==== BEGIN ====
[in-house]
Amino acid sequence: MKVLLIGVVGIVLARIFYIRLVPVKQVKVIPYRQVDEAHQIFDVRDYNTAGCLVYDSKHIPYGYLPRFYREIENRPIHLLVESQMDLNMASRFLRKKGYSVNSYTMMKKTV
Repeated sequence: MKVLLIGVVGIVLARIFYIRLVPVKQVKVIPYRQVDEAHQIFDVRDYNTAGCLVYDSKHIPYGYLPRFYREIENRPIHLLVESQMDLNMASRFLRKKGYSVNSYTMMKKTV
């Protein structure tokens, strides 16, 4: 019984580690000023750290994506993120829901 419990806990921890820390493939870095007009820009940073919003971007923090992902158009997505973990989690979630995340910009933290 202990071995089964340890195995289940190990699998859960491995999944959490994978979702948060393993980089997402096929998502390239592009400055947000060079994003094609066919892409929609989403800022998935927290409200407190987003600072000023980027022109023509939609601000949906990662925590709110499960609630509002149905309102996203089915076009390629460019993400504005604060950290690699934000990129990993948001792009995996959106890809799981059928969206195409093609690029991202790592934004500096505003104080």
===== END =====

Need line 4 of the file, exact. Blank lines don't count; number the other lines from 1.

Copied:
């Protein structure tokens, strides 16, 4: 019984580690000023750290994506993120829901 419990806990921890820390493939870095007009820009940073919003971007923090992902158009997505973990989690979630995340910009933290 202990071995089964340890195995289940190990699998859960491995999944959490994978979702948060393993980089997402096929998502390239592009400055947000060079994003094609066919892409929609989403800022998935927290409200407190987003600072000023980027022109023509939609601000949906990662925590709110499960609630509002149905309102996203089915076009390629460019993400504005604060950290690699934000990129990993948001792009995996959106890809799981059928969206195409093609690029991202790592934004500096505003104080």